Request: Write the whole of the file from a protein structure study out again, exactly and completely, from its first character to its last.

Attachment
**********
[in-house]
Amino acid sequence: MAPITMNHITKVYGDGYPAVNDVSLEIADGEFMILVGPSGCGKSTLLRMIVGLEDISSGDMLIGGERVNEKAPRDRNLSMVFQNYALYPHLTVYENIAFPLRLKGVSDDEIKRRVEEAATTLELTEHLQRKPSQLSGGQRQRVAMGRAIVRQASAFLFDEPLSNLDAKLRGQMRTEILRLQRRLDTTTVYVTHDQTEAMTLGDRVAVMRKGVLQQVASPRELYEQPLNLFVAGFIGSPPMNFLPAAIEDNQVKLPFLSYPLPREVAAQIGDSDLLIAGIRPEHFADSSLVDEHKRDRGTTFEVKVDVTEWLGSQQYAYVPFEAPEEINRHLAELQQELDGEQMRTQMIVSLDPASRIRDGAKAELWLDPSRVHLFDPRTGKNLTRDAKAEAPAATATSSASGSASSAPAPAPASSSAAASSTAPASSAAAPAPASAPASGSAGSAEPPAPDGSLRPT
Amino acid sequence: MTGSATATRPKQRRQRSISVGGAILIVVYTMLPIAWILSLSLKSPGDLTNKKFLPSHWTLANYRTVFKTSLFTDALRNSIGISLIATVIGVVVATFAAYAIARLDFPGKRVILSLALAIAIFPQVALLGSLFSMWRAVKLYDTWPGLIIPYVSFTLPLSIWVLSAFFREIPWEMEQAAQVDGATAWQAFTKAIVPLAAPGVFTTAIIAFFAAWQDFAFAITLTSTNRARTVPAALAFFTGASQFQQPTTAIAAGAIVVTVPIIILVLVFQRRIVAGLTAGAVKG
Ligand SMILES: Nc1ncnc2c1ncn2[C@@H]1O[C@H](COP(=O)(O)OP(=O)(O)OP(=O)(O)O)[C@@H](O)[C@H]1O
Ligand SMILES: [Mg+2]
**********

[in-house]
Amino acid sequence: MAPITMNHITKVYGDGYPAVNDVSLEIADGEFMILVGPSGCGKSTLLRMIVGLEDISSGDMLIGGERVNEKAPRDRNLSMVFQNYALYPHLTVYENIAFPLRLKGVSDDEIKRRVEEAATTLELTEHLQRKPSQLSGGQRQRVAMGRAIVRQASAFLFDEPLSNLDAKLRGQMRTEILRLQRRLDTTTVYVTHDQTEAMTLGDRVAVMRKGVLQQVASPRELYEQPLNLFVAGFIGSPPMNFLPAAIEDNQVKLPFLSYPLPREVAAQIGDSDLLIAGIRPEHFADSSLVDEHKRDRGTTFEVKVDVTEWLGSQQYAYVPFEAPEEINRHLAELQQELDGEQMRTQMIVSLDPASRIRDGAKAELWLDPSRVHLFDPRTGKNLTRDAKAEAPAATATSSASGSASSAPAPAPASSSAAASSTAPASSAAAPAPASAPASGSAGSAEPPAPDGSLRPT
Amino acid sequence: MTGSATATRPKQRRQRSISVGGAILIVVYTMLPIAWILSLSLKSPGDLTNKKFLPSHWTLANYRTVFKTSLFTDALRNSIGISLIATVIGVVVATFAAYAIARLDFPGKRVILSLALAIAIFPQVALLGSLFSMWRAVKLYDTWPGLIIPYVSFTLPLSIWVLSAFFREIPWEMEQAAQVDGATAWQAFTKAIVPLAAPGVFTTAIIAFFAAWQDFAFAITLTSTNRARTVPAALAFFTGASQFQQPTTAIAAGAIVVTVPIIILVLVFQRRIVAGLTAGAVKG
Ligand SMILES: Nc1ncnc2c1ncn2[C@@H]1O[C@H](COP(=O)(O)OP(=O)(O)OP(=O)(O)O)[C@@H](O)[C@H]1O
Ligand SMILES: [Mg+2]